The first calendar month of the NHL season is wrapping up, and it couldn’t have gone much better for the Panthers. They’ve been taking care of business all month, sporting a perfect 7-0-0 record and slowing down for nobody. With October coming to a close, I’d like to introduce a new monthly series, where I take a look at the Panthers’ “stock market”. At the end of every month, I’ll talk about 2-3 players whose stock have increased over the past month of play, and 2-3 players whose stock have decreased.
If a player’s stock increases, it means that they exceeded the expectations they had over the last month. If a player’s stock decreases, it means exactly the opposite‒the player disappointed in one way or another and failed to live up to their potential over the last few weeks.
Stock Up: Anthony Duclair
After signing a three year extension in Florida during the offseason, Anthony Duclair had found his long term home, but his role on the team going forward was a question mark. The acquisition of Sam Reinhart pushed Duclair down the lineup, and he began the season on the fourth line. Duclair’s stellar play to start the year gave the coaching staff no choice but to move him up in the lineup. After scoring in back-to-back games to open the season, Duclair was quickly bumped up to the top line, where he was reunited with former linemates Carter Verhaeghe and Aleksander Barkov. Duclair didn’t stop there. His speed and creativity have contributed to the top line’s continued success. Duclair leads the team with five goals, including a few highlight reel moves.
Stock Down: Frank Vatrano
Frank Vatrano is a polarizing player. Sometimes he’s hot, and sometimes he’s cold. There’s rarely an in-between when it comes to Vatrano, and to start the season, he’s been colder than most Cats fans would like. Vatrano has tallied one goal in his first seven games‒a rebound goal against the Arizona Coyotes. Other than that? Vatrano has been more or less invisible. Vatrano has struggled to get any clean looks at the net, and he hasn’t been using his speed to effectively generate offense. His lack of production has gotten him bumped down the lineup, and he’s now playing on the fourth line.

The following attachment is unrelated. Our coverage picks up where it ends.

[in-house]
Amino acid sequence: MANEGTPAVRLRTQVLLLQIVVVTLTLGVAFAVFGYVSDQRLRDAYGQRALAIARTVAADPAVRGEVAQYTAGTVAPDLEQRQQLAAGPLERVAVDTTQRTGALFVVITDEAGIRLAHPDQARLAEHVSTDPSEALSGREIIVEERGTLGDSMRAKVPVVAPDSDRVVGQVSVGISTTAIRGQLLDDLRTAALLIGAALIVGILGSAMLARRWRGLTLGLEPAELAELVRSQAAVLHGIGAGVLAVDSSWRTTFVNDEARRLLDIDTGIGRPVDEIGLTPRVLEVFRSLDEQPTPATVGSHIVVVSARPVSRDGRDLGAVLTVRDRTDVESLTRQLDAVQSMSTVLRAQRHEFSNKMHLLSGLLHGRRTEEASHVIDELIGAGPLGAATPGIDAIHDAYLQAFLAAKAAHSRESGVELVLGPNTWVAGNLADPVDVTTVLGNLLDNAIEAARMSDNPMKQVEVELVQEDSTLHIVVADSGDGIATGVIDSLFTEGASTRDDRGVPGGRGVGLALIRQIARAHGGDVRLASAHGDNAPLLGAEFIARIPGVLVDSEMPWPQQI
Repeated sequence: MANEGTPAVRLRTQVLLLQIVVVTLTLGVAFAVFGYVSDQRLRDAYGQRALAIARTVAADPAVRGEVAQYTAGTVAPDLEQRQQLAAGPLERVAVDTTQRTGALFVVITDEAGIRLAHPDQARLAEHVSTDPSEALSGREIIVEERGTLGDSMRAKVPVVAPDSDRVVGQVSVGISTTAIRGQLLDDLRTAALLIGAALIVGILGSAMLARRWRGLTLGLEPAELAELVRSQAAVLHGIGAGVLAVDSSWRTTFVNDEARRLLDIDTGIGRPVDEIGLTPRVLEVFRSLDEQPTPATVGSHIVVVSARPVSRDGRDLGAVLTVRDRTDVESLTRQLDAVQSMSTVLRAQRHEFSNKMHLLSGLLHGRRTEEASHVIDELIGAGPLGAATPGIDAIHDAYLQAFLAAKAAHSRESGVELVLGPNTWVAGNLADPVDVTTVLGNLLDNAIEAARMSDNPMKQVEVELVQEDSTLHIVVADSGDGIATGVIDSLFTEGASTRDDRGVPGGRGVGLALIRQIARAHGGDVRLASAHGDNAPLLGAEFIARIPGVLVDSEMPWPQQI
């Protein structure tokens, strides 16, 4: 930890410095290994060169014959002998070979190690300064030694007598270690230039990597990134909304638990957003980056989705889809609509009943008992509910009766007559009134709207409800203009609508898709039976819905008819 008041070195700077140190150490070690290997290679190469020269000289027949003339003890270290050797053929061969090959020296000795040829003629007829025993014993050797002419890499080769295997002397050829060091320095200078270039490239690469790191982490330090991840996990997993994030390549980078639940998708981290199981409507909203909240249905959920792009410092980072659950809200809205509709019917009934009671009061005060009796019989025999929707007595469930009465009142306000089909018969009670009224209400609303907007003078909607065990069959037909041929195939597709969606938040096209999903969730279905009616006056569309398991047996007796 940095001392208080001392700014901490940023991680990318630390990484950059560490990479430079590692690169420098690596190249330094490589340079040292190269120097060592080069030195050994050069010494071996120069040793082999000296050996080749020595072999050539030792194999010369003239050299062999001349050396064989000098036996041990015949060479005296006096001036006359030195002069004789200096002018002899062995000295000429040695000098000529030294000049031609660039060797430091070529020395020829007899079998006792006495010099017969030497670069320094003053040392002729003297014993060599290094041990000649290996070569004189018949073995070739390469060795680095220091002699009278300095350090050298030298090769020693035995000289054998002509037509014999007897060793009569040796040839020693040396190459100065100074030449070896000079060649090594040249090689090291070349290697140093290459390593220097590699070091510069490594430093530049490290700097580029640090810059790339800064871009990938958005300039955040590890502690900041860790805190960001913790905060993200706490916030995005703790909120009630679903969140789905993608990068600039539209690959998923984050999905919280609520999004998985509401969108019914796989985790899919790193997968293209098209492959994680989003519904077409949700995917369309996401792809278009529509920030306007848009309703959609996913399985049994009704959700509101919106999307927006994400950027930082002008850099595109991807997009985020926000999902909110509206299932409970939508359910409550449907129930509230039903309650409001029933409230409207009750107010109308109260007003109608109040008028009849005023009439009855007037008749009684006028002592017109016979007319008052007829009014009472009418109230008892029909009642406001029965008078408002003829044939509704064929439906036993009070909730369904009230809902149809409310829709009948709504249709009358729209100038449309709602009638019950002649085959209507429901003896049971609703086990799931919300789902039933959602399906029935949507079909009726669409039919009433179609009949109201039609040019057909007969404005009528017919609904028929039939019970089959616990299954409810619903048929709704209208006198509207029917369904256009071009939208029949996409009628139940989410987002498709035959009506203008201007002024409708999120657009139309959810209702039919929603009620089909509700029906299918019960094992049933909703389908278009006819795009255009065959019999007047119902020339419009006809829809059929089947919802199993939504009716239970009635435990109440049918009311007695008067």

Stock Up: Sergei Bobrovsky
Sergei Bobrovsky came into this season facing more pressure than any other Florida Panther, and he delivered. Bobrovsky responded to the many criticisms he faced over the offseason by putting up the best start to a season in his career. He’s sporting a perfect 5-0-0 for the first time in his career, along with an incredible .946 save percentage and a 1.79 goals against average. In both SV% and GAA, Bobrovsky ranks top 5 league-wide among goaltenders who have started three or more games. To top it off, Bobrovsky’s 7.14 Goals Saved Above Expected, according to EvolvingHockey, leads the league. With many claiming goaltending to be Florida’s biggest issue entering the year, the veteran netminder has turned in elite results to lead the Cats to a perfect record thus far.
Stock Down: Patric Hornqvist
Another player that hasn’t produced much is Patric Hornqvist. The veteran forward is a strong physical presence on a nightly basis, but hasn’t provided much value outside of that, tallying just two assists in seven games. Known for making a living in front of the net, he hasn’t been bad on the power play. He hasn’t been stellar by any means, but he’s been doing what he does best‒causing a ruckus in the crease and making the goaltender’s job tougher. The most concerning part of Hornqvist’s game has been his 5-on-5 play. Hornqvist hasn’t been a significant factor at even strength, and the Panthers’ outstanding forward depth has quickly pushed him to the fourth line. Hornqvist hasn’t been bad, but the Panthers have better options throughout their lineup. Sam Bennett and Mason Marchment have provided a more effective forecheck than Hornqvist, and the Cats have a boatload of players that are better at creating and finishing chances. The young depth players in the Cats’ organization are causing Hornqvist’s role on the team to quickly diminish.
Stock Up: The Penalty Kill
The Florida Panthers have not been a disciplined team to start the season. In fact, the team’s 29 power plays allowed is tied with the Detroit Red Wings for the highest total in the league. In numerous big situations to start the season, the Cats have had to turn to their penalty killing unit to save the day, and more often than not, they’ve delivered. The Panthers PK is clicking at a rate of 86.2%, improving by almost 7% from last year’s total and good for ninth in the league‒and that’s with go-to penalty killer Noel Acciari on injured reserve. The Cats have managed to completely shut down the power plays of the Tampa Bay Lightning, Colorado Avalanche, and Boston Bruins, oftentimes not even allowing the opposing team to generate zone time or quality opportunities on the man advantage. The Panthers have even gotten themselves a shorthanded goal‒to take the lead in the third period, no less. To start the year, the PK unit has been consistently slowing down the opposition and making Florida’s job of winning games much easier.